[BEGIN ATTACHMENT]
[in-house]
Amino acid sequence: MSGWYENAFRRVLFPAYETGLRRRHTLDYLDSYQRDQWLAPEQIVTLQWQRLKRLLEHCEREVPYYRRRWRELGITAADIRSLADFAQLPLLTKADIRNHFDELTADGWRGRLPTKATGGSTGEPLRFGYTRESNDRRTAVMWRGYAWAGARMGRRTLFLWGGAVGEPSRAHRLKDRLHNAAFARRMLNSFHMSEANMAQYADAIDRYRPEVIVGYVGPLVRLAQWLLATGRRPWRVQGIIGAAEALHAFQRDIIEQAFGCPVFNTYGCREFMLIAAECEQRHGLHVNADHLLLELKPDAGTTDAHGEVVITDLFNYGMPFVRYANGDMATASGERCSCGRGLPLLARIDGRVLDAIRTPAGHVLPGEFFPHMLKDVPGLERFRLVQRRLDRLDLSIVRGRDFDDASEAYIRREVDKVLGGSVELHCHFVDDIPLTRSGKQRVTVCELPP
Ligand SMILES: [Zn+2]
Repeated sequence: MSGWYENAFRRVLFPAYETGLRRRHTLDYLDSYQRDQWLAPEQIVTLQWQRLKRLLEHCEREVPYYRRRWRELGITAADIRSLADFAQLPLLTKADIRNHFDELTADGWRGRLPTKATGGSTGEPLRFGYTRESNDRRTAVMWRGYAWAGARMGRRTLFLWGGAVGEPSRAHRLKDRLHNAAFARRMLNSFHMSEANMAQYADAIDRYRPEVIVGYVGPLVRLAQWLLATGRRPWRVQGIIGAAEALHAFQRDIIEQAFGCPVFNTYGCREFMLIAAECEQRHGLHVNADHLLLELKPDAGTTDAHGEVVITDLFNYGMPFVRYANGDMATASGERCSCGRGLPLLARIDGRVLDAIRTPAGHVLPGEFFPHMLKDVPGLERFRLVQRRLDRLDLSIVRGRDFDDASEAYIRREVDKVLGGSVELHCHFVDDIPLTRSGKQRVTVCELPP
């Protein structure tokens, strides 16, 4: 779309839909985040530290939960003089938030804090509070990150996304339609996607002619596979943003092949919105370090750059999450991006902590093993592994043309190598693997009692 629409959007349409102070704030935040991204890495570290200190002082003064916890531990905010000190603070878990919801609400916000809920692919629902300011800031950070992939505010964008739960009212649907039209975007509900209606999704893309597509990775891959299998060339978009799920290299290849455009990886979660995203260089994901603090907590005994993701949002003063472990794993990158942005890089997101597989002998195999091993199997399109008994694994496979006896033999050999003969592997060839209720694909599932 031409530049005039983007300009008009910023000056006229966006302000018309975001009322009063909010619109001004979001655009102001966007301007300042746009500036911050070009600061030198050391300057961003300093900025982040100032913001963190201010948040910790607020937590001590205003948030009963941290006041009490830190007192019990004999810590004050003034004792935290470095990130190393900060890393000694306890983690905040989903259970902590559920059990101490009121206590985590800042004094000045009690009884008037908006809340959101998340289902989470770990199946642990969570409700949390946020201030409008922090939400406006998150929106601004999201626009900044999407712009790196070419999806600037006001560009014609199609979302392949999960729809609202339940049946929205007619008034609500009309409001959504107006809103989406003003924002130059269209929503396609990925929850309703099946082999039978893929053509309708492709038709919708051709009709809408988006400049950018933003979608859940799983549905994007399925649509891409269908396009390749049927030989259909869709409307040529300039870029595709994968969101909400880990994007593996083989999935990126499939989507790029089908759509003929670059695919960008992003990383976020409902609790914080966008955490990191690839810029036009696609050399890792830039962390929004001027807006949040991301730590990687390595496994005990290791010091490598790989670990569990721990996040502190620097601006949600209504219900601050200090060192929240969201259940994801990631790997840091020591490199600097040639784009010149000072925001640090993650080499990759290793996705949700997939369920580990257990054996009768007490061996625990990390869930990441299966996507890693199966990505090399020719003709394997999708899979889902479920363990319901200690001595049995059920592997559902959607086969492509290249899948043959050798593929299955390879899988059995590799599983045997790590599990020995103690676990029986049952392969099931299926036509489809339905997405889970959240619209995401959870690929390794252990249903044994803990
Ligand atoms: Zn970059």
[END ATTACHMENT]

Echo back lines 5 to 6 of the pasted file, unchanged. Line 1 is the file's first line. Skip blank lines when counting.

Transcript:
């Protein structure tokens, strides 16, 4: 779309839909985040530290939960003089938030804090509070990150996304339609996607002619596979943003092949919105370090750059999450991006902590093993592994043309190598693997009692 629409959007349409102070704030935040991204890495570290200190002082003064916890531990905010000190603070878990919801609400916000809920692919629902300011800031950070992939505010964008739960009212649907039209975007509900209606999704893309597509990775891959299998060339978009799920290299290849455009990886979660995203260089994901603090907590005994993701949002003063472990794993990158942005890089997101597989002998195999091993199997399109008994694994496979006896033999050999003969592997060839209720694909599932 031409530049005039983007300009008009910023000056006229966006302000018309975001009322009063909010619109001004979001655009102001966007301007300042746009500036911050070009600061030198050391300057961003300093900025982040100032913001963190201010948040910790607020937590001590205003948030009963941290006041009490830190007192019990004999810590004050003034004792935290470095990130190393900060890393000694306890983690905040989903259970902590559920059990101490009121206590985590800042004094000045009690009884008037908006809340959101998340289902989470770990199946642990969570409700949390946020201030409008922090939400406006998150929106601004999201626009900044999407712009790196070419999806600037006001560009014609199609979302392949999960729809609202339940049946929205007619008034609500009309409001959504107006809103989406003003924002130059269209929503396609990925929850309703099946082999039978893929053509309708492709038709919708051709009709809408988006400049950018933003979608859940799983549905994007399925649509891409269908396009390749049927030989259909869709409307040529300039870029595709994968969101909400880990994007593996083989999935990126499939989507790029089908759509003929670059695919960008992003990383976020409902609790914080966008955490990191690839810029036009696609050399890792830039962390929004001027807006949040991301730590990687390595496994005990290791010091490598790989670990569990721990996040502190620097601006949600209504219900601050200090060192929240969201259940994801990631790997840091020591490199600097040639784009010149000072925001640090993650080499990759290793996705949700997939369920580990257990054996009768007490061996625990990390869930990441299966996507890693199966990505090399020719003709394997999708899979889902479920363990319901200690001595049995059920592997559902959607086969492509290249899948043959050798593929299955390879899988059995590799599983045997790590599990020995103690676990029986049952392969099931299926036509489809339905997405889970959240619209995401959870690929390794252990249903044994803990
Ligand atoms: Zn970059």